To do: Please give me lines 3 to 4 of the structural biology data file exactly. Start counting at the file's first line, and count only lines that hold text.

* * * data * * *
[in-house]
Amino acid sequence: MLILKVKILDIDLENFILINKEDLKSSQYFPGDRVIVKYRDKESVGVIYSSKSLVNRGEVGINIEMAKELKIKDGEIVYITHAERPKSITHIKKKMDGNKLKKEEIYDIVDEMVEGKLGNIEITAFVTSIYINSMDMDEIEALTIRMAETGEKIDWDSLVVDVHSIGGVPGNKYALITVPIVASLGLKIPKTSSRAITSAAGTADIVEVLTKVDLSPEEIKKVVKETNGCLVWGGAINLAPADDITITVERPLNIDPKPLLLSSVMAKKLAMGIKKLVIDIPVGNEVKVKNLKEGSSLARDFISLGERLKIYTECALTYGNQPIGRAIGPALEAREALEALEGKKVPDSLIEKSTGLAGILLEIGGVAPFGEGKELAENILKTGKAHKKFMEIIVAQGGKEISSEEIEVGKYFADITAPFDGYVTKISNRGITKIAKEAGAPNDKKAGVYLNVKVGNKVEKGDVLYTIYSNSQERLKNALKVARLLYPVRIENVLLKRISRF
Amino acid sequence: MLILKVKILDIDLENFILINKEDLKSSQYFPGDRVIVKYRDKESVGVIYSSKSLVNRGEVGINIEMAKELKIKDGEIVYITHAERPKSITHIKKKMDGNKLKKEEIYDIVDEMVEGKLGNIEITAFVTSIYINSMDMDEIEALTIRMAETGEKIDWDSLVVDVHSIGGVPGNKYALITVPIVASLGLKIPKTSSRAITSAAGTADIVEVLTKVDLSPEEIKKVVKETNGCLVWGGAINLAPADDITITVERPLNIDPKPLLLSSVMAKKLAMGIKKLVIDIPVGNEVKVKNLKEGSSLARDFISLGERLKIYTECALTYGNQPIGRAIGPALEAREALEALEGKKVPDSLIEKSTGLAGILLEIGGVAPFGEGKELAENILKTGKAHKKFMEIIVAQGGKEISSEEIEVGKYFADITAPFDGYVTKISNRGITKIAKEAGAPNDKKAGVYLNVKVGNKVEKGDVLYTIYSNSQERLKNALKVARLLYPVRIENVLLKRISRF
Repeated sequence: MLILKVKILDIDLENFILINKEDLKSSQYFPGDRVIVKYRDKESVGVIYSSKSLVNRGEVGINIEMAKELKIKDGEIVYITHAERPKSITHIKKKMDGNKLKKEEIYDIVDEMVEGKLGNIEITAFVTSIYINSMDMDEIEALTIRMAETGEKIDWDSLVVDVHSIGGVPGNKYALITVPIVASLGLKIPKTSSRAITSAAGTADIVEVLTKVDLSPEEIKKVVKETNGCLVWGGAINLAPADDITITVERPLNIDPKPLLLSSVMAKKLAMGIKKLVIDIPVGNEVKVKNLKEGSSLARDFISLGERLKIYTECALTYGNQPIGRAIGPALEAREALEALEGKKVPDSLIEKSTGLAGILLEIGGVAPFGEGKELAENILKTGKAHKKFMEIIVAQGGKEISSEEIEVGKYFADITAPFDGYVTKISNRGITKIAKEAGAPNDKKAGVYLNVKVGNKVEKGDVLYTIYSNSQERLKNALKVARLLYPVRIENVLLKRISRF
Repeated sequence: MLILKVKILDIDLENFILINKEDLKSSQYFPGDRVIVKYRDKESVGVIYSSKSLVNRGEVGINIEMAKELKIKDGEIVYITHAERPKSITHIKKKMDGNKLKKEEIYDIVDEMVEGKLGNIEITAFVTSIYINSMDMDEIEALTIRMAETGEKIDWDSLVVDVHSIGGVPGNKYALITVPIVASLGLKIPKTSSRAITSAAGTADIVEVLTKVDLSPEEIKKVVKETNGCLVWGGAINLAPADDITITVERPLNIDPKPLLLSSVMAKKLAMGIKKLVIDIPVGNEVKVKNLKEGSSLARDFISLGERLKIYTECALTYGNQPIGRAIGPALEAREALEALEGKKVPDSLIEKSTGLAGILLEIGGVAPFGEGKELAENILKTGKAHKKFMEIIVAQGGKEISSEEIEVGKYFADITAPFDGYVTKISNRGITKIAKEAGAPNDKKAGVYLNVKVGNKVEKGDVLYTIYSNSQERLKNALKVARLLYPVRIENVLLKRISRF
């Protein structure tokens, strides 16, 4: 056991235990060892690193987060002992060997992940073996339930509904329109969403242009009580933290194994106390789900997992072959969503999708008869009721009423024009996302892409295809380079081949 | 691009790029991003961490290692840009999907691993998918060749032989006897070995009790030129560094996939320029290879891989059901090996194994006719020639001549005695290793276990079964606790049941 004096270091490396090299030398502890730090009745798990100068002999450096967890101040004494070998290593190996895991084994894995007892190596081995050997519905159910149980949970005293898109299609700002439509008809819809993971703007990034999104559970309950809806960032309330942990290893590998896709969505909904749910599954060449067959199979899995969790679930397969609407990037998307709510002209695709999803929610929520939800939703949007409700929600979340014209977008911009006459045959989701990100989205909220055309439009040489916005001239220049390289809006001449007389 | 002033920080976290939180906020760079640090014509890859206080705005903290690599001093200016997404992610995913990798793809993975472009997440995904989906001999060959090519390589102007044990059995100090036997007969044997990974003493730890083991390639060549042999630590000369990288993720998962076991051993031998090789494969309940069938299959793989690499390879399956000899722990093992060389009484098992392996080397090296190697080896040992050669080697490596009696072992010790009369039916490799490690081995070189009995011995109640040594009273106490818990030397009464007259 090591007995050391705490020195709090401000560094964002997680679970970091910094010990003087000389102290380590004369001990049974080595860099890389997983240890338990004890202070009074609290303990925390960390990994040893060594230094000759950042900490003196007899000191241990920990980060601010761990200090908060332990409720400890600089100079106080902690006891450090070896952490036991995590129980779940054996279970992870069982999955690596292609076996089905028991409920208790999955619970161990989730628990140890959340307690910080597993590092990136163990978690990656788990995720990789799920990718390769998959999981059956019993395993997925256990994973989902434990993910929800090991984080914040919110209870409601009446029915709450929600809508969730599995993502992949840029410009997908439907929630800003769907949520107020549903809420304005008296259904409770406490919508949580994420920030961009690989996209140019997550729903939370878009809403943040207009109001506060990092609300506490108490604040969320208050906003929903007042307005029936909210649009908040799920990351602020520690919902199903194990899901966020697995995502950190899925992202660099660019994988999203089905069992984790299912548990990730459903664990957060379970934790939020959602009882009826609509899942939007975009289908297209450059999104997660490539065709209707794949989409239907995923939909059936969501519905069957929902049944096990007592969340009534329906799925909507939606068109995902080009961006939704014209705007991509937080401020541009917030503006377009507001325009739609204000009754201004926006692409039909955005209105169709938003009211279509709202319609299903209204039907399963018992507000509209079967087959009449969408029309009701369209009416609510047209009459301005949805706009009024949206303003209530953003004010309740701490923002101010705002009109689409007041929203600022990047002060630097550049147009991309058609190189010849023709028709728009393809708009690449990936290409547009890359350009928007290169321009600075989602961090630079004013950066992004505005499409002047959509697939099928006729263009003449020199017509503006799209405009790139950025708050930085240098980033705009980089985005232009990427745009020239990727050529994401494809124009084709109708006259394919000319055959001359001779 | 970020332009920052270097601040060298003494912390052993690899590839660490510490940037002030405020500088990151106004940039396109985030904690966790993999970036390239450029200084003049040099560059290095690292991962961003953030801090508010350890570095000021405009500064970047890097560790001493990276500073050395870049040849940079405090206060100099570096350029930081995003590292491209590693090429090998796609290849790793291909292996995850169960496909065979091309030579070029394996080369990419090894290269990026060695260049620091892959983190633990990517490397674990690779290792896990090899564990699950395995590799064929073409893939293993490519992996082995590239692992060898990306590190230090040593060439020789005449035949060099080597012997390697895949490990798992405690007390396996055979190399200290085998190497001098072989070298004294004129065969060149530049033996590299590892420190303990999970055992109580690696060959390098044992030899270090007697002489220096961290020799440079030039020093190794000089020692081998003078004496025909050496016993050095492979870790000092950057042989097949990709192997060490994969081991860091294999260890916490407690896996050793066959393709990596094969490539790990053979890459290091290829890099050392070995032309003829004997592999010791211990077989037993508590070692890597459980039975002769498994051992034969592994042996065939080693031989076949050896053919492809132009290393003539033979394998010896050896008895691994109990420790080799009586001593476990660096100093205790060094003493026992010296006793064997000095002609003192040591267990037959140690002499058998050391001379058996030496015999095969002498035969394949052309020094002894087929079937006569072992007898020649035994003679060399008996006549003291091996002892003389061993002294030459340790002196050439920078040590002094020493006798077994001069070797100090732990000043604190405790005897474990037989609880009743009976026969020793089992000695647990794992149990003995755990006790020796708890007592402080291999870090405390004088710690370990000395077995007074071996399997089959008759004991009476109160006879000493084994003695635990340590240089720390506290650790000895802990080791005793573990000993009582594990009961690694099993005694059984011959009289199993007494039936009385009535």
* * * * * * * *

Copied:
Amino acid sequence: MLILKVKILDIDLENFILINKEDLKSSQYFPGDRVIVKYRDKESVGVIYSSKSLVNRGEVGINIEMAKELKIKDGEIVYITHAERPKSITHIKKKMDGNKLKKEEIYDIVDEMVEGKLGNIEITAFVTSIYINSMDMDEIEALTIRMAETGEKIDWDSLVVDVHSIGGVPGNKYALITVPIVASLGLKIPKTSSRAITSAAGTADIVEVLTKVDLSPEEIKKVVKETNGCLVWGGAINLAPADDITITVERPLNIDPKPLLLSSVMAKKLAMGIKKLVIDIPVGNEVKVKNLKEGSSLARDFISLGERLKIYTECALTYGNQPIGRAIGPALEAREALEALEGKKVPDSLIEKSTGLAGILLEIGGVAPFGEGKELAENILKTGKAHKKFMEIIVAQGGKEISSEEIEVGKYFADITAPFDGYVTKISNRGITKIAKEAGAPNDKKAGVYLNVKVGNKVEKGDVLYTIYSNSQERLKNALKVARLLYPVRIENVLLKRISRF
Repeated sequence: MLILKVKILDIDLENFILINKEDLKSSQYFPGDRVIVKYRDKESVGVIYSSKSLVNRGEVGINIEMAKELKIKDGEIVYITHAERPKSITHIKKKMDGNKLKKEEIYDIVDEMVEGKLGNIEITAFVTSIYINSMDMDEIEALTIRMAETGEKIDWDSLVVDVHSIGGVPGNKYALITVPIVASLGLKIPKTSSRAITSAAGTADIVEVLTKVDLSPEEIKKVVKETNGCLVWGGAINLAPADDITITVERPLNIDPKPLLLSSVMAKKLAMGIKKLVIDIPVGNEVKVKNLKEGSSLARDFISLGERLKIYTECALTYGNQPIGRAIGPALEAREALEALEGKKVPDSLIEKSTGLAGILLEIGGVAPFGEGKELAENILKTGKAHKKFMEIIVAQGGKEISSEEIEVGKYFADITAPFDGYVTKISNRGITKIAKEAGAPNDKKAGVYLNVKVGNKVEKGDVLYTIYSNSQERLKNALKVARLLYPVRIENVLLKRISRF